A moment of reflection. We are always curious about the creative process of artists. How did they get to this point? We want to dive into the mind of the creators. The result: ‘Making Process’, a column featuring artists who offer us an insight in their creative process.
In this episode Bruce Katlin. Bruce creates landscape paintings and lives in the USA.
How wou you describe yourself?
I am a landscape painter who uses oil and who often paints while trail running. Recently, I have been playing with more abstract images incorporating various media, including cold wax, fire ash and Mica flakes.
Can you tell more about your trail running?
I love being on the mountains running for long distances which takes me away from painting so, I thought. “Why not combine the two – painting and running?” During my trail running and painting adventures, the combined activities provide an unparalleled nirvana-like state, one where pragmatic thinking and intuitiveness flow effortlessly. For the past several years, I have been researching the effects of high altitude exercise and its linkage to creativity and divergent thinking, communicating with National and International research labs compiling their findings along with my own.
Back to your paintings. What caused the change between the old and new piece?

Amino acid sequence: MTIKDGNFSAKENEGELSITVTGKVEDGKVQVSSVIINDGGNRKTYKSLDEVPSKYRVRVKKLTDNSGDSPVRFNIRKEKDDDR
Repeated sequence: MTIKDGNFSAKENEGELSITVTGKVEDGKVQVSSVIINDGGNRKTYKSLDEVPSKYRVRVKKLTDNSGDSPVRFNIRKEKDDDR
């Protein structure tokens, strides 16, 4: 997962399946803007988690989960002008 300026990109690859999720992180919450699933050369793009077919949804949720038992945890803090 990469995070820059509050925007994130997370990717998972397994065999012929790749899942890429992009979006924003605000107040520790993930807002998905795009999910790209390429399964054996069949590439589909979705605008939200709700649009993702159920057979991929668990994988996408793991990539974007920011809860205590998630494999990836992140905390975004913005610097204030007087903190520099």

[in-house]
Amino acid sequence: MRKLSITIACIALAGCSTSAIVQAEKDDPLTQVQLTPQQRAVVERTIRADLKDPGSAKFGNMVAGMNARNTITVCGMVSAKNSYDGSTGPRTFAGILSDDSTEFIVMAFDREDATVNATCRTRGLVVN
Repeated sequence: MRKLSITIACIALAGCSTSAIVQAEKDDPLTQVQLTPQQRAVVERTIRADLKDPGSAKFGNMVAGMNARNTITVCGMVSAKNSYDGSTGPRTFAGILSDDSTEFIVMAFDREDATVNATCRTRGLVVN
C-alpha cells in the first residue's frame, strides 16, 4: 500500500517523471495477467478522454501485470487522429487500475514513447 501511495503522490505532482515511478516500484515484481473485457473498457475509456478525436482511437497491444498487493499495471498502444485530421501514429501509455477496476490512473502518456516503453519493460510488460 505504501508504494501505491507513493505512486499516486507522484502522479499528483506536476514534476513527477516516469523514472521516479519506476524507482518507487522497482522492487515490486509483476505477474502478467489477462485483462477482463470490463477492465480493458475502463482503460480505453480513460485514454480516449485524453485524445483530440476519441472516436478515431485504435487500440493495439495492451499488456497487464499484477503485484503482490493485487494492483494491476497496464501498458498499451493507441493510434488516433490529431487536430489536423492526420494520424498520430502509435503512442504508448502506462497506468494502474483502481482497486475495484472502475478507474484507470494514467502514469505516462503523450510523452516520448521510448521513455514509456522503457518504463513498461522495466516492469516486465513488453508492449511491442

Practice, practice and more practice. I have more time to paint than when I started six years ago. I had a pause of 40 years. Six years ago, I picked up my brush and started. Most skills including the visual arts are stunted when one stops their particular medium. My art was no different. It was really like starting all over again.
And what do you find the greatest improvement?
Volume, color palette, flow, freedom and the new found ability to see energy within a subject. All this is not only due to practice/painting. It also involves the ability to allow pragmatic and divergent thinking meet at an unconscious confluence, where the act of painting becomes Zen-like. This is accomplished by completing high intensity exercise prior to or during painting sessions.
What inspires you?
‘Do you know the saying? Two artists in a car are bound to get in an accident because they’re looking at everything around them.’ I am no different. I find inspiration in all phenomena – that tree, that rock, that falling down barn. Also, my parents took me to art museums at an early age and I immediately fell in love with the Impressionists. My sister was my biggest influence, as she encouraged me and created projects for us to do together whenever she was home from University.